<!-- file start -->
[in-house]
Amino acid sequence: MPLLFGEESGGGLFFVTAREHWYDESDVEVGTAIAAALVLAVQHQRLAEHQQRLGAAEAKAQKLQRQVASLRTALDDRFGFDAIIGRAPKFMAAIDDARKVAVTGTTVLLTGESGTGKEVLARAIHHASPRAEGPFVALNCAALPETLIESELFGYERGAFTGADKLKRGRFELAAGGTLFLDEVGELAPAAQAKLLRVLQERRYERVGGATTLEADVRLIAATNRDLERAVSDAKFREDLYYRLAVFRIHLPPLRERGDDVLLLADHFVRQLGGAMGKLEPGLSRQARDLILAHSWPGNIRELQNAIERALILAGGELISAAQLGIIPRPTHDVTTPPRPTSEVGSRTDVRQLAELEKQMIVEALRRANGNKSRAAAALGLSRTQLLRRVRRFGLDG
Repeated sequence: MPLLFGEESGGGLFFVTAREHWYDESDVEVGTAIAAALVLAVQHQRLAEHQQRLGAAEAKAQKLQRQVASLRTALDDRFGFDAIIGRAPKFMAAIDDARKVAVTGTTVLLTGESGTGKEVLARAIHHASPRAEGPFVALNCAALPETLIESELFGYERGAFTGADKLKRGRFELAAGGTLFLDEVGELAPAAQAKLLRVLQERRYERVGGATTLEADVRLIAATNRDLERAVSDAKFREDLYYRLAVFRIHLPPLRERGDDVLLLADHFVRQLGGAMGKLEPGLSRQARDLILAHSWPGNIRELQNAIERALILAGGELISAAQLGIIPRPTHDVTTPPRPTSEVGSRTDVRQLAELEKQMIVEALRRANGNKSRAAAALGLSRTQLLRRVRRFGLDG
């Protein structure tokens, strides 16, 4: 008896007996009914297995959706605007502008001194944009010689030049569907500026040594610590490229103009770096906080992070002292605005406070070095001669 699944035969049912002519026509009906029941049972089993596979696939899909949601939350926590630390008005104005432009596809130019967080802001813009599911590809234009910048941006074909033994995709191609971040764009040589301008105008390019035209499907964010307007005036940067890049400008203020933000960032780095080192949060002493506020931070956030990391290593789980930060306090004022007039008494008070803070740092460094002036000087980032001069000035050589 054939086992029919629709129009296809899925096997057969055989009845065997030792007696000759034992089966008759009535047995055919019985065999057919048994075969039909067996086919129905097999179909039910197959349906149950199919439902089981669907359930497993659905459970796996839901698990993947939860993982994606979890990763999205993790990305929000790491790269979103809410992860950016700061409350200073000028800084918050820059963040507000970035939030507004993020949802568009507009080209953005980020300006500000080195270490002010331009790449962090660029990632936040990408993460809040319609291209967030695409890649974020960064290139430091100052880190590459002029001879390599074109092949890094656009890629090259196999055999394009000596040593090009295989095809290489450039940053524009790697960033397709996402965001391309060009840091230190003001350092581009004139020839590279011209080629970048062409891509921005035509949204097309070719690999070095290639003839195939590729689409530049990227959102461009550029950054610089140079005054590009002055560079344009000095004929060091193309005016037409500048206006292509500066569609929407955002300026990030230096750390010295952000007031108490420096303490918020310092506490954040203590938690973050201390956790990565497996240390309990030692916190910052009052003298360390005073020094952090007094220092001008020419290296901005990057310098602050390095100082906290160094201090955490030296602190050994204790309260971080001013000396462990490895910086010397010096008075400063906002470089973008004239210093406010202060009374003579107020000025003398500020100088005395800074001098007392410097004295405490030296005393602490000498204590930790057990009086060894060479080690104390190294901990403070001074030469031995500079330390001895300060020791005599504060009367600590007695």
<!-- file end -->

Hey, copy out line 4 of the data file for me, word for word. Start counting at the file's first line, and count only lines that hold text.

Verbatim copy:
């Protein structure tokens, strides 16, 4: 008896007996009914297995959706605007502008001194944009010689030049569907500026040594610590490229103009770096906080992070002292605005406070070095001669 699944035969049912002519026509009906029941049972089993596979696939899909949601939350926590630390008005104005432009596809130019967080802001813009599911590809234009910048941006074909033994995709191609971040764009040589301008105008390019035209499907964010307007005036940067890049400008203020933000960032780095080192949060002493506020931070956030990391290593789980930060306090004022007039008494008070803070740092460094002036000087980032001069000035050589 054939086992029919629709129009296809899925096997057969055989009845065997030792007696000759034992089966008759009535047995055919019985065999057919048994075969039909067996086919129905097999179909039910197959349906149950199919439902089981669907359930497993659905459970796996839901698990993947939860993982994606979890990763999205993790990305929000790491790269979103809410992860950016700061409350200073000028800084918050820059963040507000970035939030507004993020949802568009507009080209953005980020300006500000080195270490002010331009790449962090660029990632936040990408993460809040319609291209967030695409890649974020960064290139430091100052880190590459002029001879390599074109092949890094656009890629090259196999055999394009000596040593090009295989095809290489450039940053524009790697960033397709996402965001391309060009840091230190003001350092581009004139020839590279011209080629970048062409891509921005035509949204097309070719690999070095290639003839195939590729689409530049990227959102461009550029950054610089140079005054590009002055560079344009000095004929060091193309005016037409500048206006292509500066569609929407955002300026990030230096750390010295952000007031108490420096303490918020310092506490954040203590938690973050201390956790990565497996240390309990030692916190910052009052003298360390005073020094952090007094220092001008020419290296901005990057310098602050390095100082906290160094201090955490030296602190050994204790309260971080001013000396462990490895910086010397010096008075400063906002470089973008004239210093406010202060009374003579107020000025003398500020100088005395800074001098007392410097004295405490030296005393602490000498204590930790057990009086060894060479080690104390190294901990403070001074030469031995500079330390001895300060020791005599504060009367600590007695």